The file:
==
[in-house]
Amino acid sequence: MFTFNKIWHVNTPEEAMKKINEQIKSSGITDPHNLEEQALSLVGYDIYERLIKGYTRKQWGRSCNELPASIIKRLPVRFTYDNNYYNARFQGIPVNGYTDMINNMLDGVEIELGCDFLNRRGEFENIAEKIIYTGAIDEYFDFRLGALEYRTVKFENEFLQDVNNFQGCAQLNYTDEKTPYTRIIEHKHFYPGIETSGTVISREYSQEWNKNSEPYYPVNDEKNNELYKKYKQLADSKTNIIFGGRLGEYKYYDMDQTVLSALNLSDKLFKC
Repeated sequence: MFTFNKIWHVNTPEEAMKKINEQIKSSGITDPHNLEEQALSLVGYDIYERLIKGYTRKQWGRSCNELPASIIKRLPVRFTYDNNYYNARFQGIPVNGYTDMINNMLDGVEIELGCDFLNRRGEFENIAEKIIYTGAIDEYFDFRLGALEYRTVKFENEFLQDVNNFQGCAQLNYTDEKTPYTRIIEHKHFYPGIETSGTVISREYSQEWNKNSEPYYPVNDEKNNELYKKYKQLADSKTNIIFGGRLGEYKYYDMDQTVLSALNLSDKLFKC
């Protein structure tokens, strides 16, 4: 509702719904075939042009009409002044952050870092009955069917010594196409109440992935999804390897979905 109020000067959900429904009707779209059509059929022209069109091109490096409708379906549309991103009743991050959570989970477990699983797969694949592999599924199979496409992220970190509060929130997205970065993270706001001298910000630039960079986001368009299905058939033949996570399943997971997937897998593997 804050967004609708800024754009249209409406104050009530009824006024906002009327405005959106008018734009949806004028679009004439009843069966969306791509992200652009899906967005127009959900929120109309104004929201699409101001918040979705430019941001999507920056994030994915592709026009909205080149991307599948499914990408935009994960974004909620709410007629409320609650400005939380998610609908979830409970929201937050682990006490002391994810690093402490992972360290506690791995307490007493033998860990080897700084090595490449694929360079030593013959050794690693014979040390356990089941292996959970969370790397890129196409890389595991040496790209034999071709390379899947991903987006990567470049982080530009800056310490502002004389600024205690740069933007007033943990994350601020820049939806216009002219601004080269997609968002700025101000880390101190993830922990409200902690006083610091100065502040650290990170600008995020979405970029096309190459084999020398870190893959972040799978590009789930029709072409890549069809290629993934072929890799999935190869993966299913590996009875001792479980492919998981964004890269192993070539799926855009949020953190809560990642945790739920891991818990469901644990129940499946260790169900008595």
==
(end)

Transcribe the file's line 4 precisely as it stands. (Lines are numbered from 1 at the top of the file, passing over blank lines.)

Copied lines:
């Protein structure tokens, strides 16, 4: 509702719904075939042009009409002044952050870092009955069917010594196409109440992935999804390897979905 109020000067959900429904009707779209059509059929022209069109091109490096409708379906549309991103009743991050959570989970477990699983797969694949592999599924199979496409992220970190509060929130997205970065993270706001001298910000630039960079986001368009299905058939033949996570399943997971997937897998593997 804050967004609708800024754009249209409406104050009530009824006024906002009327405005959106008018734009949806004028679009004439009843069966969306791509992200652009899906967005127009959900929120109309104004929201699409101001918040979705430019941001999507920056994030994915592709026009909205080149991307599948499914990408935009994960974004909620709410007629409320609650400005939380998610609908979830409970929201937050682990006490002391994810690093402490992972360290506690791995307490007493033998860990080897700084090595490449694929360079030593013959050794690693014979040390356990089941292996959970969370790397890129196409890389595991040496790209034999071709390379899947991903987006990567470049982080530009800056310490502002004389600024205690740069933007007033943990994350601020820049939806216009002219601004080269997609968002700025101000880390101190993830922990409200902690006083610091100065502040650290990170600008995020979405970029096309190459084999020398870190893959972040799978590009789930029709072409890549069809290629993934072929890799999935190869993966299913590996009875001792479980492919998981964004890269192993070539799926855009949020953190809560990642945790739920891991818990469901644990129940499946260790169900008595």